You are here to learn all about tipping in Costa Rica. In most countries, you’re expected to tip, even if you’re not happy with the service. In others, tipping is simply not done.
You just arrived at the international airport in Costa Rica. As soon as you walk outside arrivals, 10 guys jump on you, trying to help you with your suitcases. Of course, they want to get paid for their services, how much should you pay them?
You’re having a great lunch with friends in this fish restaurant in Jaco Beach and the service is outstanding. Should you tip at all and how much?
“Propina” is the right word for a tip in Costa Rica. A 10% service charge is customary in most parts of the world. Well, in Costa Rica, the 10% propina is not customary, its LAW.
In all restaurants and bars, the service charge of 10% will show on your invoice as Imp. Servicio and is charged over the total sum of the products consumed. The 13% IVA (or VAT in English) is calculated after the 10% service tax is added. So you pay the sum of the products + 10% + 13%.
Restaurant and bar employees
In Costa Rica, restaurant and bar employees are on a minimum salary, which includes their social security. Service charges or tips are ALWAYS included in your bill. Therefore there is no need to tip on top of the bill unless the service was outstanding. It is quite customary to leave any loose change as a tip. Be aware that lots of smart waiters give you plenty of unnecessary loose change so you can leave a generous tip without noticing.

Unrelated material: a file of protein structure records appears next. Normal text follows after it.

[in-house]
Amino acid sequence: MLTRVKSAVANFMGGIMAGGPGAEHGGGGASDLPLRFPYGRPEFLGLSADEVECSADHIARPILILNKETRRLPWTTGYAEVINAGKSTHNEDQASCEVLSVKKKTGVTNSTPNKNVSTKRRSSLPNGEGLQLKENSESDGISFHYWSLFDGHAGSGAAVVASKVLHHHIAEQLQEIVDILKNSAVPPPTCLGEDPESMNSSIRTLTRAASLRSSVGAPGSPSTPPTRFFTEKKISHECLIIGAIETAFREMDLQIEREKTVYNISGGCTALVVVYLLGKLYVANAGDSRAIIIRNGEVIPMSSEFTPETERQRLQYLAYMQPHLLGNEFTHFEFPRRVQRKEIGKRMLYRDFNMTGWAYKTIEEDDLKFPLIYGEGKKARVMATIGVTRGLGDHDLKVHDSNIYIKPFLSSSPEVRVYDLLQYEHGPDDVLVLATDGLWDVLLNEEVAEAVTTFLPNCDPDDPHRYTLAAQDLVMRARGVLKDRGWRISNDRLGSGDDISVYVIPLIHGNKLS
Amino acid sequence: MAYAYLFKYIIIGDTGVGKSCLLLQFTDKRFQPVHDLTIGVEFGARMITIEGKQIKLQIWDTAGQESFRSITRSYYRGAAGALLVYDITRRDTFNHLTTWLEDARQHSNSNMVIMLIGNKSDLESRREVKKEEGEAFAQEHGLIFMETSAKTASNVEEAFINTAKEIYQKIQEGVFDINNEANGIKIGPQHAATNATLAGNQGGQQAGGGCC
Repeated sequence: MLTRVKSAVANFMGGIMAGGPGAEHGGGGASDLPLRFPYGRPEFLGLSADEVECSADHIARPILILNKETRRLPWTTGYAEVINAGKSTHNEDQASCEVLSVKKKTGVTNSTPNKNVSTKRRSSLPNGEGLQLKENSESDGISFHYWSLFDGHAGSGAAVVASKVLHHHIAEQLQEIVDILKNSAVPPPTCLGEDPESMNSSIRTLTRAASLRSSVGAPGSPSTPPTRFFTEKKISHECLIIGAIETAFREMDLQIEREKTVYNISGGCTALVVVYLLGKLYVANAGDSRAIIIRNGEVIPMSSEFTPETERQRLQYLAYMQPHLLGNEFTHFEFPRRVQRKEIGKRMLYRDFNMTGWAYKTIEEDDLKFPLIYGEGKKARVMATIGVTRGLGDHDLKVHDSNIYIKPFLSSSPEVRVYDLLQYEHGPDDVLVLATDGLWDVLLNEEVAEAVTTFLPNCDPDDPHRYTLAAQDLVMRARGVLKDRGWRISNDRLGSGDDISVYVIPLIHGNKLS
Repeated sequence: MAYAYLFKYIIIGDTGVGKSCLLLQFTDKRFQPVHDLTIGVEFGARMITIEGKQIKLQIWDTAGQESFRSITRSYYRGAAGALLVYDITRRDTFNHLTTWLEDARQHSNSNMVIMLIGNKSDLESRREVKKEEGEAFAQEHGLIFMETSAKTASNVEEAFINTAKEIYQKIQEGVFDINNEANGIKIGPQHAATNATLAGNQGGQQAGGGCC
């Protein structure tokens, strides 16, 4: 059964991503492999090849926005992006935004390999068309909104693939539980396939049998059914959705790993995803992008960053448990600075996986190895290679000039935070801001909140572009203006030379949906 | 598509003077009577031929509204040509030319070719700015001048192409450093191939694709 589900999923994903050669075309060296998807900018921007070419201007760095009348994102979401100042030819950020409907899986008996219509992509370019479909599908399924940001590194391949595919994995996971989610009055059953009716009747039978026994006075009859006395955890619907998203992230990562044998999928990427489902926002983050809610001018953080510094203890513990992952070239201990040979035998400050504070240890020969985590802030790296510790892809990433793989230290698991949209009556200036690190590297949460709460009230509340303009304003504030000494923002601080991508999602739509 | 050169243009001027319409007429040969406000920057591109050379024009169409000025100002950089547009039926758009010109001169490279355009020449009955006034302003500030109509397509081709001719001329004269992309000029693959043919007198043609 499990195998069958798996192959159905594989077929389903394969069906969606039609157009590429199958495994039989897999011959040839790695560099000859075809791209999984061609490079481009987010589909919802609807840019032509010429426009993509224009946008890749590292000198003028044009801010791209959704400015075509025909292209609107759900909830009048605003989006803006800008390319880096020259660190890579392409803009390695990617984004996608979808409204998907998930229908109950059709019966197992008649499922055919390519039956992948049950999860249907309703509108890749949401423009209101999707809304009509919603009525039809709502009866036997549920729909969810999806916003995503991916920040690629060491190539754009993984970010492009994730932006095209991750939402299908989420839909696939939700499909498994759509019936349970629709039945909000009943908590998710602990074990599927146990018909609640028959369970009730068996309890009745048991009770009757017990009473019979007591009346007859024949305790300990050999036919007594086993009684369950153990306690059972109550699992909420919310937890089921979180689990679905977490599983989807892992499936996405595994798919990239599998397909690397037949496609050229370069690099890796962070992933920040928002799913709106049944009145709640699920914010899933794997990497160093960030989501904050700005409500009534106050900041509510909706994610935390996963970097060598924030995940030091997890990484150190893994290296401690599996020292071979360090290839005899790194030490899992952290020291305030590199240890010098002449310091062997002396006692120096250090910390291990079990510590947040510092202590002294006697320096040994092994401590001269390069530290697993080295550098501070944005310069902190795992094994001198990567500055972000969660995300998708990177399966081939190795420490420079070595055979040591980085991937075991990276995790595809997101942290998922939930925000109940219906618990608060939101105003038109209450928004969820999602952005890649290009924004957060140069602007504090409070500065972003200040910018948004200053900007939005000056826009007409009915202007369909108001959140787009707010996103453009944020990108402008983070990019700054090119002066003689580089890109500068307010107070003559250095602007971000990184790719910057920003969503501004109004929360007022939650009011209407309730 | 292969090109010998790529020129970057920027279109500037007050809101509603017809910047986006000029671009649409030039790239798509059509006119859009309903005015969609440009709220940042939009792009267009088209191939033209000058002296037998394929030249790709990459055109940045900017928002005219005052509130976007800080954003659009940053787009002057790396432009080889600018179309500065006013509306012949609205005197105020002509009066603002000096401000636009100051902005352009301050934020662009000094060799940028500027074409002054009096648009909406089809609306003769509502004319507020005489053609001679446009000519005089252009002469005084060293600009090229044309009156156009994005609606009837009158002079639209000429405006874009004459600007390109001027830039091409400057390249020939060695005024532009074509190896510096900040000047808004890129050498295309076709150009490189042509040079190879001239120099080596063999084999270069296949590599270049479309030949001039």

I have also seen waiters not to return change if you pay them cash, just taking for granted that the difference is an extra tip. Don’t fall for that story as it is unacceptable.
Tipping taxi drivers isn’t really necessary unless you use the same driver all the time. Lots of expats ask a driver they feel comfortable with for their cellphone number so they can use him/her as a private driver. In that case, it’s a good habit to tip them without overdoing it. 10 – 15% should be sufficient when they’re nice to you, when they don’t take the long way to get you home or when they help you with your luggage.
In Costa Rica, when you park your car on the street, even when there is a parking meter, you will find someone watching over a bunch of cars. We call them a guachiman (Watchman). If you don’t give them any money, next time you go to that same place, they might scratch your car. 200 – 300 Colones should be sufficient to keep them happy and they will watch your car next time too.
Tour guides and dive masters
It is good practice to give your tour guide or divemaster a tip of 10% of the cost of your tour.
Bellhops and skycaps
Bellhops are covered by the service charges but they expect you to give them a tip when they help you with your luggage to your room. A couple of bucks should suffice. The skycaps at the airport expect you to give them $5 but if it’s only a couple of suitcases they take care of, don’t give them more than half that unless you have a truckload of luggage.
Are you a good tipper?
North Americans are customarily good tippers, that’s because the system works basically on tipping. Europeans rarely tip well. If the job is done well, they should get paid well, it’s a system that works based on performance. That’s how it is in Costa Rica (except in the bars and restaurants), but don’t let them take advantage of you because you’re a gringo but don’t over-tip either. Not always you will find the great service you would expect and you should feel free to say so.
No tips for real estate agents
There is no need to give our real estate agents any tips. We sell real estate for a commission, which is paid by the seller. Just make sure that when you look at properties with any of our agents, you buy property from us and not from our competitors.
We’ll appreciate your business and do more for you after the purchase than you could ever imagine. Check our testimonials and you’ll understand what I’m talking about. Ready for business? Then contact us now.